by Ryan Streeter on October 2, 2013. Follow Ryan on Twitter.
This Jim Russell post makes an important point, often overlooked, about how migration patterns have changed in a fundamental way in the last half century or so:
Prior to 1965 or so, migrants typically lacked education and were low-skilled. Those who most needed to move, did so. Today, the opposite is true. I’m playing around with different theories as to what explains the flip-flop in pattern. Providing one clue, U.S. immigration policy shifted in the 1960s (1965 Immigration Act) toward the highly skilled.
Lower-skilled people used to be the ones who moved in search of opportunity. Today, they are often stuck in areas where opportunity is waning, while higher-skilled workers hit the road looking for opportunity. Russell continues:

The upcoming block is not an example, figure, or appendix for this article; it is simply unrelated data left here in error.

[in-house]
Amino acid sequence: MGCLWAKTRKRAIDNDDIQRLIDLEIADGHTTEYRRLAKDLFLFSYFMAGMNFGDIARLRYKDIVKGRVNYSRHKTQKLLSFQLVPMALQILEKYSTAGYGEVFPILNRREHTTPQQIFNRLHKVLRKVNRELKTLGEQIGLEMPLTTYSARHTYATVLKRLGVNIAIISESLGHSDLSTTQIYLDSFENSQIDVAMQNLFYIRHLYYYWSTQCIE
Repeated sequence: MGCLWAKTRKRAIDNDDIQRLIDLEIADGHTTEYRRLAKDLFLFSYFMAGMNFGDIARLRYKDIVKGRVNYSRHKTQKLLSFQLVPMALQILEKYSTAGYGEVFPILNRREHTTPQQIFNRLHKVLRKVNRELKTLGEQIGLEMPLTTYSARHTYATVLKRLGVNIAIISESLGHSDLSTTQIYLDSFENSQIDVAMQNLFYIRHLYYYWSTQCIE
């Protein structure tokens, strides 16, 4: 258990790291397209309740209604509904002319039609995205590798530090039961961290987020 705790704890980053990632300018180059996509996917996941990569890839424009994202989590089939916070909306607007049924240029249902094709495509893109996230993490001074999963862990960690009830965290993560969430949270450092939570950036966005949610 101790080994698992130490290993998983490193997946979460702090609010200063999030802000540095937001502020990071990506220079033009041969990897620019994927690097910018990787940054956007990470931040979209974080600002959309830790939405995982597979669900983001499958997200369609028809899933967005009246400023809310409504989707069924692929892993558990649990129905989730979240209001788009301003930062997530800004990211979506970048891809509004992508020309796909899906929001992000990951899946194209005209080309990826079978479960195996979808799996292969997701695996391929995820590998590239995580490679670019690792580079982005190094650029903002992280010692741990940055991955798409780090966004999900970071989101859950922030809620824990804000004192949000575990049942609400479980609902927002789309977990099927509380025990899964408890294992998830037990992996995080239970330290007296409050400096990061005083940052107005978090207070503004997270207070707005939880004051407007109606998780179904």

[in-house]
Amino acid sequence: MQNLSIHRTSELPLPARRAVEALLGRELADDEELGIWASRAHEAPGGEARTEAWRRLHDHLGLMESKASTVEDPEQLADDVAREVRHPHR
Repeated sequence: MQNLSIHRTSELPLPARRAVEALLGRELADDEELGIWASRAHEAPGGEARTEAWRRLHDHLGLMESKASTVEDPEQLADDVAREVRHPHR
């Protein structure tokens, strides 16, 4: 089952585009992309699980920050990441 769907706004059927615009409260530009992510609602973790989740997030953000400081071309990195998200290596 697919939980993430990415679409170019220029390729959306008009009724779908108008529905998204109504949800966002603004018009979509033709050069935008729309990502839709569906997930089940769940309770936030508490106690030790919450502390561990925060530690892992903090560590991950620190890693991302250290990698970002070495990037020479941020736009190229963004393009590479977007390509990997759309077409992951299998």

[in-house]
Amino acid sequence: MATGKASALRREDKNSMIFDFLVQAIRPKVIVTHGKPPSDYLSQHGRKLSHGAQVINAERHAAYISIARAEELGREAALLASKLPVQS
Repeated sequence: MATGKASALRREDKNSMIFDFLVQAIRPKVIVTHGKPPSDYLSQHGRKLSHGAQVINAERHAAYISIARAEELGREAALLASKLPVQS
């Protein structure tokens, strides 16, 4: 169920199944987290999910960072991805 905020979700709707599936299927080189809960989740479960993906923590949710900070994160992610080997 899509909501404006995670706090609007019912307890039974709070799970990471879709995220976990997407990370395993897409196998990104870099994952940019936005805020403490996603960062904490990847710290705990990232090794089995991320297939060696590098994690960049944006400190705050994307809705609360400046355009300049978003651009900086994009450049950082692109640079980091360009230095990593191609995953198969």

In the United States this meant the concentration of college graduates in a few winning cities, usually those benefiting from the federal largess from defense contracts or government labs. Both Richard Florida and Enrico Moretti have expressed concern about the growing talent gap between places. The suggested fix is counter-intuitive. Moretti thinks the low-skilled should move to the regions with the highest real estate costs.
This has some policy implications which he speculates about in the rest of the post.